If you're among the estimated 27 million Americans who suffer from osteoarthritis of the knee or hip, then perhaps you've tried the nutritional supplements glucosamine and chondroitin. They've been marketed for joint health for about 20 years, and sales are still brisk. But do they help?
Some horses might say yes. The supplements were first tried in horses, and there's some evidence that the supplements might improve joint function for them.
So far, the tobacco industry has paid more than $100 billion to state governments as part of a settlement. While smoking is down among young people and even adults in some areas, it's still unclear where much of that money has gone.
Fifteen years after tobacco companies agreed to pay billions of dollars in fines in what is still the largest civil litigation settlement in U.S. history, it's unclear how state governments are using much of that money.
So far tobacco companies have paid more than $100 billion to state governments as part of the 25-year, $246 billion settlement.
The scene: Two men in a chilly Soviet apartment converse in whispers, careful to protect their plans from enemy ears. Little do they know, the benign-looking raven outside their window is not merely a city scavenger hunting for food, but a spy for the U.S. government.
It's ALL THINGS CONSIDERED from NPR West. I'm Arun Rath.
Let's talk chili peppers. It's harvest time in New Mexico where the iconic crop has been grown for centuries. New Mexico still produces more chili peppers than any other American state. But production in the U.S. is a fraction of what's produced in India and China, countries with large pools of labor.
NPR's Ted Robbins reports that farmers in New Mexico could increase their harvest if they had the people to do it.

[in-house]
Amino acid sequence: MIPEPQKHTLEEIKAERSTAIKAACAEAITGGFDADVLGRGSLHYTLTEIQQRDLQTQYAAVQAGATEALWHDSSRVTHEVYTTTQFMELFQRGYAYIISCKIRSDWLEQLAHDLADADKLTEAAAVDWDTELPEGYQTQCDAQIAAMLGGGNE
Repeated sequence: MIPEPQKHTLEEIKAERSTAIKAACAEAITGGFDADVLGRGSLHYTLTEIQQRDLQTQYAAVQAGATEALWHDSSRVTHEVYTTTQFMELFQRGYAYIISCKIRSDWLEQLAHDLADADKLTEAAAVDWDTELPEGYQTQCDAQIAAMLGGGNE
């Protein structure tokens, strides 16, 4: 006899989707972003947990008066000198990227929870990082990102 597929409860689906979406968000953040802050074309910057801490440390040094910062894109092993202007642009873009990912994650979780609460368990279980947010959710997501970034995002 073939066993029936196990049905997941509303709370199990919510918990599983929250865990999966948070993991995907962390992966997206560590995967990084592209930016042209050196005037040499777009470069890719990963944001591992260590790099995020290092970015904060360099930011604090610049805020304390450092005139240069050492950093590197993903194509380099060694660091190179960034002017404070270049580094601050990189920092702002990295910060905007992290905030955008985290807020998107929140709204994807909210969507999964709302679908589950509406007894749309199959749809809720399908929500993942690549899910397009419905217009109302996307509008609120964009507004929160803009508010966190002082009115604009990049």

Sen. Chuck Schumer (D-NY), left, seen here speaking with Sen. John Barrasso (R-WY) in an elevator Sunday, says that undoing the sequester cuts is "one of the sticking points" in budget talks. Congress is struggling to find a solution to end the government shutdown, now in its thirteenth day.
Originally published on Sun October 13, 2013 4:15 pm
The federal government shutdown is in its 13th day, with little sign of a budget deal that could win the approval of both houses of Congress, as well as the White House. The debate now includes efforts to avoid a default if the government's debt limit isn't raised by Thursday.
A crowd gathers at the World War II Memorial to call for reopening national memorials closed by the government shutdown. The rally drew support from military veterans, Tea Party activists and Republicans.
Credit Andrew Burton / Getty Images
A crowd calls for an end to the government shutdown and the reopening of national memorials, at the World War II Memorial in Washington, D.C., on Sunday.
Originally published on Sun October 13, 2013 1:52 pm